Words related to griffin

cherub (n.)

late 14c. as an order of angels, from Late Latin cherub, from Greek cheroub, from Hebrew kerubh (plural kerubhim) "winged angel," which according to Klein is perhaps related to Akkadian karubu "to bless," karibu "one who blesses," an epithet of the bull-colossus. Old English had cerubin, from the Greek plural. But there are other theories:

The cherubim, a common feature of ancient Near Eastern mythology, are not to be confused with the round-cheeked darlings of Renaissance iconography. The root of the terms either means "hybrid" or, by an inversion of consonants, "mount," "steed," and they are winged beasts, probably of awesome aspect, on which the sky god of the old Canaanite myths and of the poetry of Psalms goes riding through the air. [Robert Alter, "The Five Books of Moses," 2004, commentary on Genesis iii.24]

Meaning "a beautiful child" is from 1705. The plural in this sense is cherubs.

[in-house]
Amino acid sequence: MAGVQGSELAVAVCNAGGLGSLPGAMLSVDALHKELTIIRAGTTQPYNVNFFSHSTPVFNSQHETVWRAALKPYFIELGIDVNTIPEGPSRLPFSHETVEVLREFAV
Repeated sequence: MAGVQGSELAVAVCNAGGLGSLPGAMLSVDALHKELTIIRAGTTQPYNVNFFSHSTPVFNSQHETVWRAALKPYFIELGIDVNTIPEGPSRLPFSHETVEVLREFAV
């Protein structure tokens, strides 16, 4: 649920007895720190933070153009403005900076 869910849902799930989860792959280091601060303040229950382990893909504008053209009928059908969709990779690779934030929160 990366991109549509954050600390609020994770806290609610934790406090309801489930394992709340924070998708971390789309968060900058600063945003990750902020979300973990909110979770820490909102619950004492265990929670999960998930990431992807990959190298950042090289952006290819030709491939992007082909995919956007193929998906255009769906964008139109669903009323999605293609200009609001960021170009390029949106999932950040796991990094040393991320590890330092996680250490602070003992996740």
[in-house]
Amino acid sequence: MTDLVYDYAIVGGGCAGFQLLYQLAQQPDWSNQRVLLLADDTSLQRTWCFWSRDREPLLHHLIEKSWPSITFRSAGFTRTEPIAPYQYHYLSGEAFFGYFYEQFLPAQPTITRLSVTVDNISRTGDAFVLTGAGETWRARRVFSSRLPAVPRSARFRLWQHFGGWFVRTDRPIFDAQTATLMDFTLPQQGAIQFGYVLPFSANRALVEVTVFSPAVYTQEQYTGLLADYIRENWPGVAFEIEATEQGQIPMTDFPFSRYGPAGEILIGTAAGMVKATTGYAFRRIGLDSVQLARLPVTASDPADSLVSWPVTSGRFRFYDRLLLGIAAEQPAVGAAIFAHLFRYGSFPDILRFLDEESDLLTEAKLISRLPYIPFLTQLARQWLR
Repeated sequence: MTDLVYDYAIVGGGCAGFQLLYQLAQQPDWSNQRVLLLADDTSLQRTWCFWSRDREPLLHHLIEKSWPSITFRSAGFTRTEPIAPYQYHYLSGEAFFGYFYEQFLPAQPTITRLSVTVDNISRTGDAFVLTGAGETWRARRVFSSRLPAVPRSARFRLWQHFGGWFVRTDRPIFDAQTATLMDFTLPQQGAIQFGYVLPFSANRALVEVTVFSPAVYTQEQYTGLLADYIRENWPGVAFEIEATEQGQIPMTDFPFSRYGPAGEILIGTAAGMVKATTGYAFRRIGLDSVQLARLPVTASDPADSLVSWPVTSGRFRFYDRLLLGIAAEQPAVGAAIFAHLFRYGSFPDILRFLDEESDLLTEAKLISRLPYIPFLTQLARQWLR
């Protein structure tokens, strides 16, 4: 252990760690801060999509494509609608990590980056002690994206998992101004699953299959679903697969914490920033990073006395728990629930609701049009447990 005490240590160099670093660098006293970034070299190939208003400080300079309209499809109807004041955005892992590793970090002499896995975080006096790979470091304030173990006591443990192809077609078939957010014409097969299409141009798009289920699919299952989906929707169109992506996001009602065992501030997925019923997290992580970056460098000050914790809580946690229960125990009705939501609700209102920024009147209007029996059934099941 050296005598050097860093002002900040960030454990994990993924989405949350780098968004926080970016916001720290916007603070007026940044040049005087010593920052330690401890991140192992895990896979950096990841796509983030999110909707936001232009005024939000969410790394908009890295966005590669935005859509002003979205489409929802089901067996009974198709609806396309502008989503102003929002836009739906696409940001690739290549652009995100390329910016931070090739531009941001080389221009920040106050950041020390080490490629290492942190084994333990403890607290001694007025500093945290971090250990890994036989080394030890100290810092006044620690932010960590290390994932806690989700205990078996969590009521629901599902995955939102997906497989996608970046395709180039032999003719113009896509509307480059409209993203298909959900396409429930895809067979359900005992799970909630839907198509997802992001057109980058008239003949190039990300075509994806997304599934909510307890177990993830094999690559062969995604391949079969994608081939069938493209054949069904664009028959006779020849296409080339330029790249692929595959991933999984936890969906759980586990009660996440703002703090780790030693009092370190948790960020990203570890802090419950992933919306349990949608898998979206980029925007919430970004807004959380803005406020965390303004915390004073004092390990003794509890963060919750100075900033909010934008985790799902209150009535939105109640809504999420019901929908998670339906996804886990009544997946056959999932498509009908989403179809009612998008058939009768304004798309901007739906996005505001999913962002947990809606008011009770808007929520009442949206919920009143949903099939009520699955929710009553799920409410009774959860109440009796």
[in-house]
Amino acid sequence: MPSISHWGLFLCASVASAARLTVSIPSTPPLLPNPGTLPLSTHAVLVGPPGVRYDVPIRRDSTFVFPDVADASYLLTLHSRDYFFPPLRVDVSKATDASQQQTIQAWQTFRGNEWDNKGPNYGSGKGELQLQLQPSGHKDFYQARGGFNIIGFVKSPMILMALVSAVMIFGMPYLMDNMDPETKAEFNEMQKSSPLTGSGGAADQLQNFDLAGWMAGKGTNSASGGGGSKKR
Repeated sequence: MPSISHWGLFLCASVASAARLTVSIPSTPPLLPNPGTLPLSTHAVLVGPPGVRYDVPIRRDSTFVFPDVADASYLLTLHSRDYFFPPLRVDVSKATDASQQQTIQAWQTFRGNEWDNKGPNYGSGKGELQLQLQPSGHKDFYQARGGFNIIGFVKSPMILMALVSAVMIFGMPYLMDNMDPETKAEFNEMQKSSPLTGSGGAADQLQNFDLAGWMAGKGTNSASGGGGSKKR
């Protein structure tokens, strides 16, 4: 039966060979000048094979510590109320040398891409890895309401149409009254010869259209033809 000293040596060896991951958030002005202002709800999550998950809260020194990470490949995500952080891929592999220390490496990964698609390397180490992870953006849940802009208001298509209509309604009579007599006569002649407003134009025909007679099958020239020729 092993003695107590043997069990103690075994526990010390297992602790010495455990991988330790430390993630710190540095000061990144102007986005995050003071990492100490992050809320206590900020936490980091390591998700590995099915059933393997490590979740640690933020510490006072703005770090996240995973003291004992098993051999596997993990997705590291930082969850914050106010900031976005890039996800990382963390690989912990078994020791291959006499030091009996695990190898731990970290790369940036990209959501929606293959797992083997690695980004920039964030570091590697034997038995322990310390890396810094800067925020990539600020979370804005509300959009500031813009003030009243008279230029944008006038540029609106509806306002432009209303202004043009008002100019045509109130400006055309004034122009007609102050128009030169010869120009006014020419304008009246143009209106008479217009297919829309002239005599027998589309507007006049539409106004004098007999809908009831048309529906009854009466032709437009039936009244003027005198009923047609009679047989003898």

griffon (n.)
alternative spelling in certain senses of griffin. Also a name given to the Byzantine Greeks, perhaps suggested by some of the collateral forms of Greek.
gryphon (n.)
alternative or archaic spelling of griffin.
hippogriff (n.)
also hippogryph, 1650s, from French hippogriffe (16c.), from Italian ippogrifo, from Greek hippos "horse" (from PIE root *ekwo- "horse") + Italian grifo, from Late Latin gryphus "griffin" (see griffin). A creature part griffin, but with body and hind parts in the form of a horse. "[A]pparently invented, in imitation of Pegasus, by the romancers of the middle ages, and furnished to their heroes as a means of transportation through the air" [Century Dictionary].